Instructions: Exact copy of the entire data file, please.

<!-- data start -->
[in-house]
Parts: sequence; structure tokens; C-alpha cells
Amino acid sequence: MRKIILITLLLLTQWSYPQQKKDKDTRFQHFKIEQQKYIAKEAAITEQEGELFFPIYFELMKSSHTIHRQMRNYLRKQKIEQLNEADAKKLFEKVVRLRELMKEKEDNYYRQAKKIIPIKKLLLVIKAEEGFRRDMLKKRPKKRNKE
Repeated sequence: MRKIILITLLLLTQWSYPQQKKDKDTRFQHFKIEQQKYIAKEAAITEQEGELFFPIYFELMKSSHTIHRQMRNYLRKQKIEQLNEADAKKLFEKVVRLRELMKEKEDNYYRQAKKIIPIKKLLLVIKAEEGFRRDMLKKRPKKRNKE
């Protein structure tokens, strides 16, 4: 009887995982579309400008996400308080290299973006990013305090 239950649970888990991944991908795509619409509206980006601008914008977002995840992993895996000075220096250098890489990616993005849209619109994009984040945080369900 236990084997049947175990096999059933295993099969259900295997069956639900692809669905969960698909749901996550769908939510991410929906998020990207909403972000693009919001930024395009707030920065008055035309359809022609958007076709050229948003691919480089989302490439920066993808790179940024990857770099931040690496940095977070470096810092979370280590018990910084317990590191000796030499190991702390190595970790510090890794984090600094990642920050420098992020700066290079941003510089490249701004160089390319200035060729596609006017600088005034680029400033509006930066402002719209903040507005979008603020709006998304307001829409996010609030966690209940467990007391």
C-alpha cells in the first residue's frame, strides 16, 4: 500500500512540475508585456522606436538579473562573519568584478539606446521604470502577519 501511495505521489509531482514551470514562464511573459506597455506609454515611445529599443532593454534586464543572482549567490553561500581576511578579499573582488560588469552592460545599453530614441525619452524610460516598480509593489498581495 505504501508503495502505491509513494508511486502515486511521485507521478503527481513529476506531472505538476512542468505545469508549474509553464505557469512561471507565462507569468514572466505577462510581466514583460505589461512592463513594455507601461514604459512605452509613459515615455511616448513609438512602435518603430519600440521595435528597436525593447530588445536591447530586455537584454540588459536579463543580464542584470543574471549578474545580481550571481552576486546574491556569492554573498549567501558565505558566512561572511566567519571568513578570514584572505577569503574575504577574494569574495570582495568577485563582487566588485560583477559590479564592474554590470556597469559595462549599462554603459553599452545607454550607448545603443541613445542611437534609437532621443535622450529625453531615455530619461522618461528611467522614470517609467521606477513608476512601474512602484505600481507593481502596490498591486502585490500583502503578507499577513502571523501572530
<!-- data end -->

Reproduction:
[in-house]
Parts: sequence; structure tokens; C-alpha cells
Amino acid sequence: MRKIILITLLLLTQWSYPQQKKDKDTRFQHFKIEQQKYIAKEAAITEQEGELFFPIYFELMKSSHTIHRQMRNYLRKQKIEQLNEADAKKLFEKVVRLRELMKEKEDNYYRQAKKIIPIKKLLLVIKAEEGFRRDMLKKRPKKRNKE
Repeated sequence: MRKIILITLLLLTQWSYPQQKKDKDTRFQHFKIEQQKYIAKEAAITEQEGELFFPIYFELMKSSHTIHRQMRNYLRKQKIEQLNEADAKKLFEKVVRLRELMKEKEDNYYRQAKKIIPIKKLLLVIKAEEGFRRDMLKKRPKKRNKE
């Protein structure tokens, strides 16, 4: 009887995982579309400008996400308080290299973006990013305090 239950649970888990991944991908795509619409509206980006601008914008977002995840992993895996000075220096250098890489990616993005849209619109994009984040945080369900 236990084997049947175990096999059933295993099969259900295997069956639900692809669905969960698909749901996550769908939510991410929906998020990207909403972000693009919001930024395009707030920065008055035309359809022609958007076709050229948003691919480089989302490439920066993808790179940024990857770099931040690496940095977070470096810092979370280590018990910084317990590191000796030499190991702390190595970790510090890794984090600094990642920050420098992020700066290079941003510089490249701004160089390319200035060729596609006017600088005034680029400033509006930066402002719209903040507005979008603020709006998304307001829409996010609030966690209940467990007391």
C-alpha cells in the first residue's frame, strides 16, 4: 500500500512540475508585456522606436538579473562573519568584478539606446521604470502577519 501511495505521489509531482514551470514562464511573459506597455506609454515611445529599443532593454534586464543572482549567490553561500581576511578579499573582488560588469552592460545599453530614441525619452524610460516598480509593489498581495 505504501508503495502505491509513494508511486502515486511521485507521478503527481513529476506531472505538476512542468505545469508549474509553464505557469512561471507565462507569468514572466505577462510581466514583460505589461512592463513594455507601461514604459512605452509613459515615455511616448513609438512602435518603430519600440521595435528597436525593447530588445536591447530586455537584454540588459536579463543580464542584470543574471549578474545580481550571481552576486546574491556569492554573498549567501558565505558566512561572511566567519571568513578570514584572505577569503574575504577574494569574495570582495568577485563582487566588485560583477559590479564592474554590470556597469559595462549599462554603459553599452545607454550607448545603443541613445542611437534609437532621443535622450529625453531615455530619461522618461528611467522614470517609467521606477513608476512601474512602484505600481507593481502596490498591486502585490500583502503578507499577513502571523501572530